US households spend about 36% more on their ISP now compared to 2012: new study
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A new study of broadband internet services in the US has found that consumer spending and uptake of the same is consistently strong these days, particularly compared to those that bundle traditional TV and access to this connectivity.
It shows that the monthly average revenue per user (ARPU) of the former has risen by approximately 36% between the third quarter of 2019 (3Q2019) and 1Q2012, whereas that of the latter has grown by only about 19%.
This suggests that, in the era of streaming, consumers are more inclined to select and pay providers that offer standalone high-bandwidth internet rather than those that also tack cable or similar services on. Then again, companies tend to add extra value to ensure these internet-only products are as attractive as possible.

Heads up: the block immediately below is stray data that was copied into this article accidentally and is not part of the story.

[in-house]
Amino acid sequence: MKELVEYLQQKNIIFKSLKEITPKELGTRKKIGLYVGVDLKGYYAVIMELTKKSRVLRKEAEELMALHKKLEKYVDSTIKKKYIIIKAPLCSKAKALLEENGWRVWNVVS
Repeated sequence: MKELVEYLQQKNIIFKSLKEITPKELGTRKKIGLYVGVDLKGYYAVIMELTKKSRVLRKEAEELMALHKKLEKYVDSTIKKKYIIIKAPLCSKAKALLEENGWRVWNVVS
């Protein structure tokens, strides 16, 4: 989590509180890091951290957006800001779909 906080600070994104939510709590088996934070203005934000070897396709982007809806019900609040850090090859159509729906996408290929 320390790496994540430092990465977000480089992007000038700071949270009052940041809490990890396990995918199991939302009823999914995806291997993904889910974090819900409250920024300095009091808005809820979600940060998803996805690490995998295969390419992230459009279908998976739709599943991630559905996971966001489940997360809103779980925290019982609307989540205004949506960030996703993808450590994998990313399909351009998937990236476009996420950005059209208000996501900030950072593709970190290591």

Examples of these extras, known as value-added services (VAS), include smart-home systems and their support; data-use monitoring; inbuilt cloud storage; parental controls; customer support and home security support.
The new research suggests that, while consumers are aware of them and do use them, their uptake is far from 100% in any category. Furthermore, the customers studied found the speed of their connection more important than the volume of VAS in any case.
On the other hand, in the wake of the Covid-19 pandemic, it is now possible that prospective spenders may be more drawn to new services that also incorporate access to different VASs such as remote learning, telehealth and virtual conferencing in the future.
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